Technologies can be advanced over time. As the population continues to increase, education levels continue to rise, and research efforts continue to be better coordinated, such advancements can be made ever more quickly. So, shortly after people see that there is a need for war-equipped warpcraft, the technologies necessary will be quickly developed.
Research is done in two locations: on planets and in space (where else?). Regardless of location, however, certain constraints limit how quickly any organization can develop its technologies. Researchers and resources are needed for doing all the theory work, running tests, preparing prototypes, and final preparation work.
While improved communication and collaboration technologies have enabled greater numbers of people to work in harmony compared to the 21st century laboratories, a project can move through stages of development only so quickly. Generally, tens of thousands of scientists may work together on a single project. However, The more people are working on the same project, the greater the chances that individual labs will end up working on the same thing without knowing it (reinventing the wheel) or waiting for the results of a different lab's work to come in before being able to proceed. As a result, marginal productivity of researchers decreases as more are assigned to a project. Certain technological upgrades enhance the ability of researchers to collaborate on a project, thus improving research speed.
Crucial as some technologies may be, the vast majority of an organization's scientists are more useful working on entirely different projects. Medicine, still one of the final frontiers of science, acts as society's great research-capacity sink, with billions of worker-hours going into it daily just to extend average life expectancy by a few additional weeks a year. Though the military frown on such a "waste" of manpower, truly those researchers cannot contribute anything more to the military projects at hand.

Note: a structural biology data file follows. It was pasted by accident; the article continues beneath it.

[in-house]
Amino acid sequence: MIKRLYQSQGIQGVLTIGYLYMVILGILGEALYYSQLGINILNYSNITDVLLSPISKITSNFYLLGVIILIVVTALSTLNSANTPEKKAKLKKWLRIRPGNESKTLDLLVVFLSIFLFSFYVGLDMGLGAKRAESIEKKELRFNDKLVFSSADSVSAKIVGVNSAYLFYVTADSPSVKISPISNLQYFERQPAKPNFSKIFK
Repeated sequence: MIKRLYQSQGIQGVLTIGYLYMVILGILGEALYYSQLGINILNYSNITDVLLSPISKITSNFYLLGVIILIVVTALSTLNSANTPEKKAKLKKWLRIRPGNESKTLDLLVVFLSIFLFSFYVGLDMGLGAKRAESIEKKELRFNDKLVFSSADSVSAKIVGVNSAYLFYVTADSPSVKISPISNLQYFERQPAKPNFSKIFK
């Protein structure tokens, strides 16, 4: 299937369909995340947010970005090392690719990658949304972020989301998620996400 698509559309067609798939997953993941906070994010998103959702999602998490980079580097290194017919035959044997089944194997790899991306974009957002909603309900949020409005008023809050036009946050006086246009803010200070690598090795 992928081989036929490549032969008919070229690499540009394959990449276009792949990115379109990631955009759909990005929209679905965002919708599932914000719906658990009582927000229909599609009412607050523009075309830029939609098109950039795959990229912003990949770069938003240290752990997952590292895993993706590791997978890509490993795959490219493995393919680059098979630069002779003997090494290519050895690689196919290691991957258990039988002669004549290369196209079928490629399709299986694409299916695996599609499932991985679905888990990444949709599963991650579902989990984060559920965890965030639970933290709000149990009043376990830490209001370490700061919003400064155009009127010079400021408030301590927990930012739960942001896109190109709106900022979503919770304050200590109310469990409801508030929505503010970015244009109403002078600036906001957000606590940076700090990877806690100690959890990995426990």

The standard research equation is
- A, project size, is the amount of research output that must be done for the technology to be done
- t is the time the project takes in total
- n is the number of researchers dedicated to the project
- N, researcher saturation point, is the saturation point for a project; after this point additional researchers contribute nothing to the project
- C, collaboration coefficient, is 1 by default but rises with certain research-aiding technologies
In other words, the amount of research that must be done equals the sum of the rates of research across the entire time period, and the rate of research is given as the total productivities of all the scientists assigned to that task. The marginal productivity of each scientist decreases as more are added in a linear relationship.